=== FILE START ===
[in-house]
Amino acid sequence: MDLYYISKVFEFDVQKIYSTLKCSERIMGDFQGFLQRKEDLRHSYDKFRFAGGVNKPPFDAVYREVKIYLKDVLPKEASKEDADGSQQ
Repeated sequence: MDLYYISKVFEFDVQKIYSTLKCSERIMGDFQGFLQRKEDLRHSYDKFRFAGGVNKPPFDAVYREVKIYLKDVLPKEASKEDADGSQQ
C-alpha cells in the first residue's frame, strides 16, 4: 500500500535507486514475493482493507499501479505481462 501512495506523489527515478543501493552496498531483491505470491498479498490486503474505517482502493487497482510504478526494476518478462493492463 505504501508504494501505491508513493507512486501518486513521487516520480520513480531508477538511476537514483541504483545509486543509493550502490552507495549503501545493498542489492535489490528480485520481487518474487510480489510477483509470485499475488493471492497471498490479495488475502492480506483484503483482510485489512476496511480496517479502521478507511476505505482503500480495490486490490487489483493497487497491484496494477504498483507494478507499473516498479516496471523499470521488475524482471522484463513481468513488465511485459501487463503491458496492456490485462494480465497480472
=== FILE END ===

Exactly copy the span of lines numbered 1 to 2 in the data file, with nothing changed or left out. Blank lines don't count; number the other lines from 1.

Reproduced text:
[in-house]
Amino acid sequence: MDLYYISKVFEFDVQKIYSTLKCSERIMGDFQGFLQRKEDLRHSYDKFRFAGGVNKPPFDAVYREVKIYLKDVLPKEASKEDADGSQQ